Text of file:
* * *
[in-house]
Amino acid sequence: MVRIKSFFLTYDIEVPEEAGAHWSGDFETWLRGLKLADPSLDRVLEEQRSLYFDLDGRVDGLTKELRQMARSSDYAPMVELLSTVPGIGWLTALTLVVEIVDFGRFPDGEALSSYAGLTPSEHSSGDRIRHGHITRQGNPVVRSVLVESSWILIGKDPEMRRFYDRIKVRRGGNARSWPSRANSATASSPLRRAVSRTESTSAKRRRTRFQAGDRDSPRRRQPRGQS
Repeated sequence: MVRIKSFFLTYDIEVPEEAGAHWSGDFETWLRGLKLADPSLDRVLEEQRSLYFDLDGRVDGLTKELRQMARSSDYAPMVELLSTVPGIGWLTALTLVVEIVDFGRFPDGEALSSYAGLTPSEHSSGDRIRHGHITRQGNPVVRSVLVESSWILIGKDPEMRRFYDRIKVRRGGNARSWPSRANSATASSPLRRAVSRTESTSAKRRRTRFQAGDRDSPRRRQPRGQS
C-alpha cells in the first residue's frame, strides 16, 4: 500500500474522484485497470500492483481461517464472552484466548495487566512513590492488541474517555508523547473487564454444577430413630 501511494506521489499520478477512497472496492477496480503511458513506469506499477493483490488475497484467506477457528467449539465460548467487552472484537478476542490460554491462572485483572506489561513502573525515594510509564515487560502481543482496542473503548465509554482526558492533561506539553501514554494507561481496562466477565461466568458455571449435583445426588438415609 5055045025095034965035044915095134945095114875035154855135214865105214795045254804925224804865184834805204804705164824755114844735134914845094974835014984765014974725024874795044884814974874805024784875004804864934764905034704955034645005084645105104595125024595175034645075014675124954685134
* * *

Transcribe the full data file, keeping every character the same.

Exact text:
[in-house]
Amino acid sequence: MVRIKSFFLTYDIEVPEEAGAHWSGDFETWLRGLKLADPSLDRVLEEQRSLYFDLDGRVDGLTKELRQMARSSDYAPMVELLSTVPGIGWLTALTLVVEIVDFGRFPDGEALSSYAGLTPSEHSSGDRIRHGHITRQGNPVVRSVLVESSWILIGKDPEMRRFYDRIKVRRGGNARSWPSRANSATASSPLRRAVSRTESTSAKRRRTRFQAGDRDSPRRRQPRGQS
Repeated sequence: MVRIKSFFLTYDIEVPEEAGAHWSGDFETWLRGLKLADPSLDRVLEEQRSLYFDLDGRVDGLTKELRQMARSSDYAPMVELLSTVPGIGWLTALTLVVEIVDFGRFPDGEALSSYAGLTPSEHSSGDRIRHGHITRQGNPVVRSVLVESSWILIGKDPEMRRFYDRIKVRRGGNARSWPSRANSATASSPLRRAVSRTESTSAKRRRTRFQAGDRDSPRRRQPRGQS
C-alpha cells in the first residue's frame, strides 16, 4: 500500500474522484485497470500492483481461517464472552484466548495487566512513590492488541474517555508523547473487564454444577430413630 501511494506521489499520478477512497472496492477496480503511458513506469506499477493483490488475497484467506477457528467449539465460548467487552472484537478476542490460554491462572485483572506489561513502573525515594510509564515487560502481543482496542473503548465509554482526558492533561506539553501514554494507561481496562466477565461466568458455571449435583445426588438415609 5055045025095034965035044915095134945095114875035154855135214865105214795045254804925224804865184834805204804705164824755114844735134914845094974835014984765014974725024874795044884814974874805024784875004804864934764905034704955034645005084645105104595125024595175034645075014675124954685134